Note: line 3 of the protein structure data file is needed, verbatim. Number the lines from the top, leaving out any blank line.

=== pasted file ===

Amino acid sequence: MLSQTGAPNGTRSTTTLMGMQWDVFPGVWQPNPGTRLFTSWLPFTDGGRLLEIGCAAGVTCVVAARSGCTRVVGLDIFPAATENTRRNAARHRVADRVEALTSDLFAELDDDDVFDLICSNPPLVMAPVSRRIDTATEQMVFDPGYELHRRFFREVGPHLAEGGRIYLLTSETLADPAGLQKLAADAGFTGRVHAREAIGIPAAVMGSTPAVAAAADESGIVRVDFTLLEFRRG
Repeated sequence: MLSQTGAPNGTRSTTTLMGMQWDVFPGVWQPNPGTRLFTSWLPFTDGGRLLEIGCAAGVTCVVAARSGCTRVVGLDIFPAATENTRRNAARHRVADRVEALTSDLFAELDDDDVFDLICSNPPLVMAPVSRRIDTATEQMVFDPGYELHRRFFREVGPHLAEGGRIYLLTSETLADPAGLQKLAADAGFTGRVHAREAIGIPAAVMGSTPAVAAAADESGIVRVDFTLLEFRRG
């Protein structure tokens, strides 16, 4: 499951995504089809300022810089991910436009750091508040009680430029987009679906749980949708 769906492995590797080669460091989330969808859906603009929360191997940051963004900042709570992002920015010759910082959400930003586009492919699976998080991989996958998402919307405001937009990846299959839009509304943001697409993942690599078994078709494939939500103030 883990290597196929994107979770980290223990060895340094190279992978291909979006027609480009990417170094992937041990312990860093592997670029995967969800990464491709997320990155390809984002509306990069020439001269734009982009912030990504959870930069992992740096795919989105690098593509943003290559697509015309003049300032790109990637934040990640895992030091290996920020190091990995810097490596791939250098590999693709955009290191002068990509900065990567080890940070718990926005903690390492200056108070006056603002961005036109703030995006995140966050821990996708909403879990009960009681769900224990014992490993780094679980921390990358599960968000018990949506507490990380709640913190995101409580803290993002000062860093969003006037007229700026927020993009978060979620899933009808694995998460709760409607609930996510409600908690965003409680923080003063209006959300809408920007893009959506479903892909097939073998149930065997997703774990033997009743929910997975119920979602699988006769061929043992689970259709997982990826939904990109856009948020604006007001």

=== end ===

């Protein structure tokens, strides 16, 4: 499951995504089809300022810089991910436009750091508040009680430029987009679906749980949708 769906492995590797080669460091989330969808859906603009929360191997940051963004900042709570992002920015010759910082959400930003586009492919699976998080991989996958998402919307405001937009990846299959839009509304943001697409993942690599078994078709494939939500103030 883990290597196929994107979770980290223990060895340094190279992978291909979006027609480009990417170094992937041990312990860093592997670029995967969800990464491709997320990155390809984002509306990069020439001269734009982009912030990504959870930069992992740096795919989105690098593509943003290559697509015309003049300032790109990637934040990640895992030091290996920020190091990995810097490596791939250098590999693709955009290191002068990509900065990567080890940070718990926005903690390492200056108070006056603002961005036109703030995006995140966050821990996708909403879990009960009681769900224990014992490993780094679980921390990358599960968000018990949506507490990380709640913190995101409580803290993002000062860093969003006037007229700026927020993009978060979620899933009808694995998460709760409607609930996510409600908690965003409680923080003063209006959300809408920007893009959506479903892909097939073998149930065997997703774990033997009743929910997975119920979602699988006769061929043992689970259709997982990826939904990109856009948020604006007001």